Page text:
This book is an attempt at a restatement of the traditional view of the relation of God to man. In opposition to humanism which proposes a religion of pure humanity, and to the theology of crisis which, so to speak, teaches a religion of pure Deity, it maintains a view of religion and theology which holds that the notions of humanity and Deity can not be separated without making them unintelligible.
This view makes religion not merely a matter of faith and emotion but of reason as well. The development of this thesis involves looking again at the relation of dogmatic to rational theology and reinterpreting the latter. An examination of the historic proofs for the existence of God and an axiological interpretation of the entire theistic argument constitute the heart of the book.
In pursuance of this programme the book includes a study of such topics as language, myth, symbolism, logic, intuition and creed. Finally, after taking up the problems of religious knowledge, it discusses religion and science in contemporary thought, and the relation of religion to the humanities.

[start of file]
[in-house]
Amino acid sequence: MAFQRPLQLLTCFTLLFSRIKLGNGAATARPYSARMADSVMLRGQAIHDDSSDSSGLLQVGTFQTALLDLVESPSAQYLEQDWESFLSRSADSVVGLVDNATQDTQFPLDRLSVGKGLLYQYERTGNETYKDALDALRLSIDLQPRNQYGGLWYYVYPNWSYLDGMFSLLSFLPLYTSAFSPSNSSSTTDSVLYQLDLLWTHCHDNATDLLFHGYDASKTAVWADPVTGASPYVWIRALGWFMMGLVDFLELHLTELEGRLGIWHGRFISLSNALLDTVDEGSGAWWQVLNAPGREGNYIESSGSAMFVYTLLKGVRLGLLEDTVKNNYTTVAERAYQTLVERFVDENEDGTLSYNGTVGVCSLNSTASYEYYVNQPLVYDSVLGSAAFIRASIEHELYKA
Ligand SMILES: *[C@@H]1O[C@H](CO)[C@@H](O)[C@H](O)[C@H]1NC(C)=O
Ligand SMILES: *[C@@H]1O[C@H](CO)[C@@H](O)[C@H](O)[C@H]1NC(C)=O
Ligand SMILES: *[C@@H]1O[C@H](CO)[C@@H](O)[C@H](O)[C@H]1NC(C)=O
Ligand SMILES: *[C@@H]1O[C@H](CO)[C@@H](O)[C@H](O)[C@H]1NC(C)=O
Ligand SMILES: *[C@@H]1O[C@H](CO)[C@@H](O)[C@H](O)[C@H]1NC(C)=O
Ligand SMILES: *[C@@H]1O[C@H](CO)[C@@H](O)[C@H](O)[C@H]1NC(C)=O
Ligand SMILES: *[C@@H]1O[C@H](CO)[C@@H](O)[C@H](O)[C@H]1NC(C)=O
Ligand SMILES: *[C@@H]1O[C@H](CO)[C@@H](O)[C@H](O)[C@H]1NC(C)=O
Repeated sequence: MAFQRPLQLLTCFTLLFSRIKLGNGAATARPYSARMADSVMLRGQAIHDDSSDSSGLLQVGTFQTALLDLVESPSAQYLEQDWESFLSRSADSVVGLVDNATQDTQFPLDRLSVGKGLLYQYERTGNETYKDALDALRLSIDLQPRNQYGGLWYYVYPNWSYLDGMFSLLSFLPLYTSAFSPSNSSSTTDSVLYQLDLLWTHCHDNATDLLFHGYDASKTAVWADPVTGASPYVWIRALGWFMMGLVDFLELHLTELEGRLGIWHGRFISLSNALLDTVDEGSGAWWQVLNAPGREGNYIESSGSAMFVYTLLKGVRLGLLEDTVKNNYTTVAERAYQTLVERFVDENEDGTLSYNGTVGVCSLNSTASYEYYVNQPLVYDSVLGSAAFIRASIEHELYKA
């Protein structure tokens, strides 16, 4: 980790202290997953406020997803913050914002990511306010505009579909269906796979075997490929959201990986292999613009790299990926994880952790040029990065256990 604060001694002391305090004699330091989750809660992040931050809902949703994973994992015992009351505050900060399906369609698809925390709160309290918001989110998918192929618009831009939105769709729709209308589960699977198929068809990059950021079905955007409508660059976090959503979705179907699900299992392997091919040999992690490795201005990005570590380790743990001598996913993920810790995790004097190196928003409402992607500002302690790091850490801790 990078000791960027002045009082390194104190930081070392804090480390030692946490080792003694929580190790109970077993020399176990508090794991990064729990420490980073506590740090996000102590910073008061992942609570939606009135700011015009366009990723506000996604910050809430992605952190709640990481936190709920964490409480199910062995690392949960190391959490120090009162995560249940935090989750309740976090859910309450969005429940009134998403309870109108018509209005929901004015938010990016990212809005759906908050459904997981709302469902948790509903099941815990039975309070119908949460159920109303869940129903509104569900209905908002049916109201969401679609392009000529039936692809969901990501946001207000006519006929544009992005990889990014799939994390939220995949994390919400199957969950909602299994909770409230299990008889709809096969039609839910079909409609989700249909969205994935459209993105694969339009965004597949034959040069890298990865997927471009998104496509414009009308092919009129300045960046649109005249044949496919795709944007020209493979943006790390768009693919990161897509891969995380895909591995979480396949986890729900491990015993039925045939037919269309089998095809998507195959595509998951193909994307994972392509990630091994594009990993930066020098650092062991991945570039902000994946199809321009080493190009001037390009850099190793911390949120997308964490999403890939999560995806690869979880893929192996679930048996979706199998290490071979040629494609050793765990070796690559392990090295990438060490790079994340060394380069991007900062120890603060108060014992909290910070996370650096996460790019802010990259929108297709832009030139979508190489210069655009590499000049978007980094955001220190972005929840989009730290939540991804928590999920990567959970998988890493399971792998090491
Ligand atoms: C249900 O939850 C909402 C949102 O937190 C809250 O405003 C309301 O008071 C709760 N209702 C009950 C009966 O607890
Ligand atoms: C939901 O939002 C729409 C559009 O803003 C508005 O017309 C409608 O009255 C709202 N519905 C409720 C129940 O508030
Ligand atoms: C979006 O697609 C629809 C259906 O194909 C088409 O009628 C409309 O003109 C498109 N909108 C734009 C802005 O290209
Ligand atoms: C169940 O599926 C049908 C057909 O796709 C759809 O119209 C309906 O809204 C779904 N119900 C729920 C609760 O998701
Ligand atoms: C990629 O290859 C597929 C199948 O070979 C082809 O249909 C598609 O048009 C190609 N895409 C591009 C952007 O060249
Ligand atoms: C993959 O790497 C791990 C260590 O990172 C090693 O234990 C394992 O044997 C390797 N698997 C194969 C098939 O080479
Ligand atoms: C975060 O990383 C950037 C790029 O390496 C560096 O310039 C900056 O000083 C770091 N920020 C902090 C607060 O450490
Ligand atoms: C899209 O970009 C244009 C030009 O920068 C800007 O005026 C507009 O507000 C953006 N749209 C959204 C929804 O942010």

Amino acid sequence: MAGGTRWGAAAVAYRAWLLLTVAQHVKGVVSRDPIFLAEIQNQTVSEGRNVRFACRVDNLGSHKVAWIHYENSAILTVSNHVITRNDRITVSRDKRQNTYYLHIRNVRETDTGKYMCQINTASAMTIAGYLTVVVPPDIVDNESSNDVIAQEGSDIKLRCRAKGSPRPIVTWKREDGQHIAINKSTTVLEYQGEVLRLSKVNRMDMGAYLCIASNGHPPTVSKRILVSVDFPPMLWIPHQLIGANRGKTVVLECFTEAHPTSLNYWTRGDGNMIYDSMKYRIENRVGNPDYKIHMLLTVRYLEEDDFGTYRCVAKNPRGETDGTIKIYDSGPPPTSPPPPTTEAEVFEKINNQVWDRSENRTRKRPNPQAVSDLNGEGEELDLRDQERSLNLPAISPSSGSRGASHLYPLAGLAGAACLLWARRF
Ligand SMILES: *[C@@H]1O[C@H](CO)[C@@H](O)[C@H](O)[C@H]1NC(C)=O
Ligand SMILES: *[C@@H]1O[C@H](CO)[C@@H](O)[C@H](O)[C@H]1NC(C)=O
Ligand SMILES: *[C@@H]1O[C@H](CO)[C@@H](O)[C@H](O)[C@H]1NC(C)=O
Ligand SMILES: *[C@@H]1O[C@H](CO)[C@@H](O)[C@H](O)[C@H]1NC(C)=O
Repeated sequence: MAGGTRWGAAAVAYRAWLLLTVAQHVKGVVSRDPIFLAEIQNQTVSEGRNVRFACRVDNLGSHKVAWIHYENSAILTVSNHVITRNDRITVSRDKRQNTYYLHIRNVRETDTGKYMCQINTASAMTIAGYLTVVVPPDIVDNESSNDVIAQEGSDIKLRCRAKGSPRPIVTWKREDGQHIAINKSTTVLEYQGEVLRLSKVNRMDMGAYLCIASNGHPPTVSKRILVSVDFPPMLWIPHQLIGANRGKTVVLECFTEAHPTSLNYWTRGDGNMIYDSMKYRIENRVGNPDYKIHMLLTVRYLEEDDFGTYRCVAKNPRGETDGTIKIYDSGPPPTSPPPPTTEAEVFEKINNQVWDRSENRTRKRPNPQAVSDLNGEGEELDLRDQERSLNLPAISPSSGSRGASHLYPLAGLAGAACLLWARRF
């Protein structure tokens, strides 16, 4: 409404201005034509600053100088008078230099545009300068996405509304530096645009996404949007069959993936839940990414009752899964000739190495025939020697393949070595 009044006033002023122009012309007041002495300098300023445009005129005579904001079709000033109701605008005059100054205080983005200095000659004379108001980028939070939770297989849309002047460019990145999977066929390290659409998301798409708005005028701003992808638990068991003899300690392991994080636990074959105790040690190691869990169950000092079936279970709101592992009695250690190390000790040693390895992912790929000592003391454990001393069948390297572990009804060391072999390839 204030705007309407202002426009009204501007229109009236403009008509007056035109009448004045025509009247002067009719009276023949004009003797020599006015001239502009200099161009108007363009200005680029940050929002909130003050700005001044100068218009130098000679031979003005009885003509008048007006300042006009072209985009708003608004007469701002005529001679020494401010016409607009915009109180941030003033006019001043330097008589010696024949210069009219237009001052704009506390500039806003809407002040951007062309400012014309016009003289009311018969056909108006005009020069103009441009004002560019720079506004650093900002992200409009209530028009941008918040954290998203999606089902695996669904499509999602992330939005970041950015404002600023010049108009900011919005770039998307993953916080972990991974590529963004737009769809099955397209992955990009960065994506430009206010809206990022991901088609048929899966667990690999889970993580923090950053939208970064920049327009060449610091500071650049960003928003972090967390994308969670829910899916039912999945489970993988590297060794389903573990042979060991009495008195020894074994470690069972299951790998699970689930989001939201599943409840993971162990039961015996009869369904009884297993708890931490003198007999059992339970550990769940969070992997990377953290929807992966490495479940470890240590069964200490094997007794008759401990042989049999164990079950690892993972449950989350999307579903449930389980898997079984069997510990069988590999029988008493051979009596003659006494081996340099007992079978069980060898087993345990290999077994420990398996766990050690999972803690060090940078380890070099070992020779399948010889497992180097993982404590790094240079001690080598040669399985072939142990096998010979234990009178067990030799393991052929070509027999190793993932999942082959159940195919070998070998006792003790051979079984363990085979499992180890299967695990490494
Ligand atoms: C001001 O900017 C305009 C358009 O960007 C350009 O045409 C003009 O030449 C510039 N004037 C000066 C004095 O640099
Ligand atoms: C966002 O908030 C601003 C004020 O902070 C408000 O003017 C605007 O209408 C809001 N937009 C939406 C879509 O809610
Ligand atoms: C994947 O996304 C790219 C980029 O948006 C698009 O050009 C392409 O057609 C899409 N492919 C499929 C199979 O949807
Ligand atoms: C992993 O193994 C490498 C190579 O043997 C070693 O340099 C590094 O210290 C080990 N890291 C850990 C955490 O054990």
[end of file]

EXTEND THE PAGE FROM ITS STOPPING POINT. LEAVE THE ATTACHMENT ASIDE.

Table of Contents
Preface 1. Religio Perennis and Philosophia Perennis: God and Man in European Philosophy 2. The Language of Religion: The Word of Man and the Word of God 3. Religion and the Mythical Consciousness: The Myth as the Material of Religious Symbolism 4. Language and Logic in Theology: The Critique of Dogmatic Theory 5. Natural and Logical Witnesses for God: The Classical Theistic Argument and the Critique of Rational Theology 6. Natural and Logical Witnesses for God (continued): The Axiological Interpretation of the Theistic Argument 7. The Literal and the Symbolic in Religion: Symbolism as a Theological Principle 8. The Pronouncements of Religion: What Religion Really Says – The Philosophy of Creed 9. The Problem of Religious Knowledge: Intuition and Demonstration, Certitude and Evidence 10. Religion and Science: The Pronouncements of Science on Nature and on Man 11. Religion and Science in Contemporary Philosophy: The ‘New Understanding of the Limits of Science’ 12. Religion and the Humanities: Theism and Humanism 13. Religion and Mysticism: What the Mystics Tell Us about Divine Things